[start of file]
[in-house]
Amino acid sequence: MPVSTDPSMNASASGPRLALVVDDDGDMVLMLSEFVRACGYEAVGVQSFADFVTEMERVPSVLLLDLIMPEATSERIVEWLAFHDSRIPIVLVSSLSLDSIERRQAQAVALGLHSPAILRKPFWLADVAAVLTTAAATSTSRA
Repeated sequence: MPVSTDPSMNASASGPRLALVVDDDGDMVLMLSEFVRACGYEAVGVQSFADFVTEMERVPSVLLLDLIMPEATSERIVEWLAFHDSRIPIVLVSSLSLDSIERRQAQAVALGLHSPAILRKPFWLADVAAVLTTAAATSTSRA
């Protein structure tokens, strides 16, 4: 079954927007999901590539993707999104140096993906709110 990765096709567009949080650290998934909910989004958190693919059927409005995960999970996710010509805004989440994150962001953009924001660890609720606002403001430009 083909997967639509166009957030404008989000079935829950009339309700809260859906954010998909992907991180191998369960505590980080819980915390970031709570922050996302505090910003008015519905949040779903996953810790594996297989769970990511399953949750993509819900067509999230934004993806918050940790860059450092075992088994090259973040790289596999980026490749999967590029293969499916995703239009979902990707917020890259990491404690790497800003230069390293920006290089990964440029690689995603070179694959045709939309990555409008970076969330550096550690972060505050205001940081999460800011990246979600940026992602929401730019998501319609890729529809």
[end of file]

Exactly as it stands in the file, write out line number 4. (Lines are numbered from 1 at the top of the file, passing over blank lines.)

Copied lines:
């Protein structure tokens, strides 16, 4: 079954927007999901590539993707999104140096993906709110 990765096709567009949080650290998934909910989004958190693919059927409005995960999970996710010509805004989440994150962001953009924001660890609720606002403001430009 083909997967639509166009957030404008989000079935829950009339309700809260859906954010998909992907991180191998369960505590980080819980915390970031709570922050996302505090910003008015519905949040779903996953810790594996297989769970990511399953949750993509819900067509999230934004993806918050940790860059450092075992088994090259973040790289596999980026490749999967590029293969499916995703239009979902990707917020890259990491404690790497800003230069390293920006290089990964440029690689995603070179694959045709939309990555409008970076969330550096550690972060505050205001940081999460800011990246979600940026992602929401730019998501319609890729529809």